So how much does health insurance cost in America? The cost varies widely. That said, the average health insurance premium in the US reached $17,545 (16,161€) this year. The average worker pays $4,955 (4564€) for that insurance according to the Kaiser Family Foundation/Health & Education Trust (Sept. 22, 2015). I’ll tell you about our situation: My husband is a state employee and buys health insurance through his employer that covers both of us in a family plan. He pays only 25% of the cost of his insurance and his employer pays 75%. There are several different plans available to each employee ranging in price up to around $500 per month (employee share).  We have chosen the cheapest family plan for which we pay $295 (272€) per month, or $3,540 (3261€) per year. On top of this we have a $600 (553€) family deductible which means that insurance benefits start to pay once we have ourselves paid for the first $600 of medical expenses. There are copays and coinsurance that also are also paid out during the year as we go along that during a typical year is probably a few hundred more. Keep in mind that what I’m writing about here is a family plan. A single person working for the Commonwealth of Massachusetts would pay roughly half which I’m estimating here to be $2025 if he/she actually uses the medical system and pays out a deductible.

So how much would this median wage Finnish worker be paying in the US for roughly the same services he receives in Finland (assuming he doesn’t need unemployment, disability, parental leave, housing subsidy, college tuition, etc.)? Adding up the taxes and the medical insurance he would pay $11,738 (10,812€). That’s an effective rate of 32.5%. It’s about 4,290€ or $4,658 more than in Finland and he wouldn’t get the same level of services as in Finland!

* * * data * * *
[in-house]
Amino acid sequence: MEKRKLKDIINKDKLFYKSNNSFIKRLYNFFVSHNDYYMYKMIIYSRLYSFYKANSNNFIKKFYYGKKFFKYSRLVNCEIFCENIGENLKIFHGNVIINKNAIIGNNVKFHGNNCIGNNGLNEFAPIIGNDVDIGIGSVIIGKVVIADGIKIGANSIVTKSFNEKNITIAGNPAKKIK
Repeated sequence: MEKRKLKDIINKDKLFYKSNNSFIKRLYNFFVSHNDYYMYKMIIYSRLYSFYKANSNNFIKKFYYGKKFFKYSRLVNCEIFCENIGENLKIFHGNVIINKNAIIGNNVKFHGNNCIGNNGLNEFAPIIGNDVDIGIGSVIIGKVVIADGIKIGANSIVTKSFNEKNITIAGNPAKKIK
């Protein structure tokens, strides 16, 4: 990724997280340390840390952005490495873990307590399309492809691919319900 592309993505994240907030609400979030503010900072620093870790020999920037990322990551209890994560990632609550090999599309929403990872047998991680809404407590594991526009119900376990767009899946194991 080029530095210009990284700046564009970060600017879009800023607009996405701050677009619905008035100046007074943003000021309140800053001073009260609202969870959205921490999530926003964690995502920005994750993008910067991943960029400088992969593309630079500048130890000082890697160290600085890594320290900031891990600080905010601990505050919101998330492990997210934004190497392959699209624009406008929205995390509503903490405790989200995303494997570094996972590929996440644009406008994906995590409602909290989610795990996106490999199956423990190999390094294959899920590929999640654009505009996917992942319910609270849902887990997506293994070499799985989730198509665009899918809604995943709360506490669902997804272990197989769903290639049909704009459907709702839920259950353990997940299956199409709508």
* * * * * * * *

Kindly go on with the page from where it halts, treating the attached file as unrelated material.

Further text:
To tell you the truth, these numbers surprised me. Before I started this post I expected to find that Americans pay more for services than Finns when it’s all taken into account but I did not expect to find the spread to be so large. I haven’t even taken into consideration that Americans generally pay much more for college tuition, telecommunications, housing and childcare than Finns do. I’ve got to be missing something pretty big. Now I’m going to ask you, my reader, to consider these numbers and tell me if I’m wrong or right. Leave a comment, PLEASE.

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3 Comments

  1. Sam

    A significant source of tax income is the value-added tax (VAT) on goods and services. In Finland, the VAT rate is one of the highest in Europe. Hence the prices of the everyday products are high in general. The normal rate is 24%. The reduced rates are 14% (food, restaurant services) and 10% (books, medicine, cultural events, sports and physical exercise, public transport, hotels, etc.). In addition, alcohol and tobacco are heavily taxed. VAT is always included in price. On the other hand, tipping is not expected.

    If you can read Finnish, here you can get an idea on how much your monthly shoppings would cost in Finland:
    http://www.foodie.fi